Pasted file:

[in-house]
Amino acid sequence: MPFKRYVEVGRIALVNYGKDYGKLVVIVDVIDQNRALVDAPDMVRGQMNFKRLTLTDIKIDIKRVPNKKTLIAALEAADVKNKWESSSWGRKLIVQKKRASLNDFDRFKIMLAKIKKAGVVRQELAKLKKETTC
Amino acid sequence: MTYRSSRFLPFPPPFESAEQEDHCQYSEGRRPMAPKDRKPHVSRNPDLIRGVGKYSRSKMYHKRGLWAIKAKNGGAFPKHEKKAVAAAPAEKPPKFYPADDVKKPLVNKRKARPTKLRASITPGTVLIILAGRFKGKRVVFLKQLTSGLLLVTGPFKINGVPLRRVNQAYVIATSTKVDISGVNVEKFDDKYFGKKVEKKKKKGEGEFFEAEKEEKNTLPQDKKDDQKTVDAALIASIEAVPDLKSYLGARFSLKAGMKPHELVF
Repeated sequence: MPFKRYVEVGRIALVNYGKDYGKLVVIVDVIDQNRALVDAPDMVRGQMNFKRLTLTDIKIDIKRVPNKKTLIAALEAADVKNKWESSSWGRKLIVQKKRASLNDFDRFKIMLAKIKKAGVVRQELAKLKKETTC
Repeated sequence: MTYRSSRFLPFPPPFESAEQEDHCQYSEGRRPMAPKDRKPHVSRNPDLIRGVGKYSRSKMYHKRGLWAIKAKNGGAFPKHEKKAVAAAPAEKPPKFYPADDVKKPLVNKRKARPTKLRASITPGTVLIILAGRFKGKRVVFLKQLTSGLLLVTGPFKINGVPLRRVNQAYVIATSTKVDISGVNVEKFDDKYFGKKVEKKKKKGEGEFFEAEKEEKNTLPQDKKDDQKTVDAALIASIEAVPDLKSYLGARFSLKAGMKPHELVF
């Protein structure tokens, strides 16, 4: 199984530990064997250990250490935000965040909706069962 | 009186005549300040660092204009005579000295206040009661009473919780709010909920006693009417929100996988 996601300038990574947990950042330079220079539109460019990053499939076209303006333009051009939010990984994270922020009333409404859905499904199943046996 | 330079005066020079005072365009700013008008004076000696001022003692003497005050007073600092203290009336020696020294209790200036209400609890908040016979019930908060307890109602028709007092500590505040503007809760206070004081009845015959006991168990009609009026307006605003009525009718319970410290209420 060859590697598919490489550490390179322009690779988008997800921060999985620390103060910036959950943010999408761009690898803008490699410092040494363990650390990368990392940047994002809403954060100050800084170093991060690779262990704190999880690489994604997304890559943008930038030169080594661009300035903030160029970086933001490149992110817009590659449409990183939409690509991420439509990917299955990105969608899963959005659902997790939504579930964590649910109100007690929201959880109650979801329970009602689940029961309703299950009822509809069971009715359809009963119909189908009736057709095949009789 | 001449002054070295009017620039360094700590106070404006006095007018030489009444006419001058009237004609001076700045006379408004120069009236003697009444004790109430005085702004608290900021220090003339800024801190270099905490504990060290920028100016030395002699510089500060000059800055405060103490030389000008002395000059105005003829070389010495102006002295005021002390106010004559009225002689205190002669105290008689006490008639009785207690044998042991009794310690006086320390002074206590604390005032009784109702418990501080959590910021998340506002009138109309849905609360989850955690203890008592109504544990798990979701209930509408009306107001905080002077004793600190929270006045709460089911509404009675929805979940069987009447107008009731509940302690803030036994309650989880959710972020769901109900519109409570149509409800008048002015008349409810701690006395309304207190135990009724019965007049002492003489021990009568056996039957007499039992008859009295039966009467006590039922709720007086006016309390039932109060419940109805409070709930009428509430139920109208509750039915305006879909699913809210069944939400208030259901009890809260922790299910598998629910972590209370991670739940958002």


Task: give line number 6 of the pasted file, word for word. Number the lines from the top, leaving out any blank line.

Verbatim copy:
């Protein structure tokens, strides 16, 4: 199984530990064997250990250490935000965040909706069962 | 009186005549300040660092204009005579000295206040009661009473919780709010909920006693009417929100996988 996601300038990574947990950042330079220079539109460019990053499939076209303006333009051009939010990984994270922020009333409404859905499904199943046996 | 330079005066020079005072365009700013008008004076000696001022003692003497005050007073600092203290009336020696020294209790200036209400609890908040016979019930908060307890109602028709007092500590505040503007809760206070004081009845015959006991168990009609009026307006605003009525009718319970410290209420 060859590697598919490489550490390179322009690779988008997800921060999985620390103060910036959950943010999408761009690898803008490699410092040494363990650390990368990392940047994002809403954060100050800084170093991060690779262990704190999880690489994604997304890559943008930038030169080594661009300035903030160029970086933001490149992110817009590659449409990183939409690509991420439509990917299955990105969608899963959005659902997790939504579930964590649910109100007690929201959880109650979801329970009602689940029961309703299950009822509809069971009715359809009963119909189908009736057709095949009789 | 001449002054070295009017620039360094700590106070404006006095007018030489009444006419001058009237004609001076700045006379408004120069009236003697009444004790109430005085702004608290900021220090003339800024801190270099905490504990060290920028100016030395002699510089500060000059800055405060103490030389000008002395000059105005003829070389010495102006002295005021002390106010004559009225002689205190002669105290008689006490008639009785207690044998042991009794310690006086320390002074206590604390005032009784109702418990501080959590910021998340506002009138109309849905609360989850955690203890008592109504544990798990979701209930509408009306107001905080002077004793600190929270006045709460089911509404009675929805979940069987009447107008009731509940302690803030036994309650989880959710972020769901109900519109409570149509409800008048002015008349409810701690006395309304207190135990009724019965007049002492003489021990009568056996039957007499039992008859009295039966009467006590039922709720007086006016309390039932109060419940109805409070709930009428509430139920109208509750039915305006879909699913809210069944939400208030259901009890809260922790299910598998629910972590209370991670739940958002």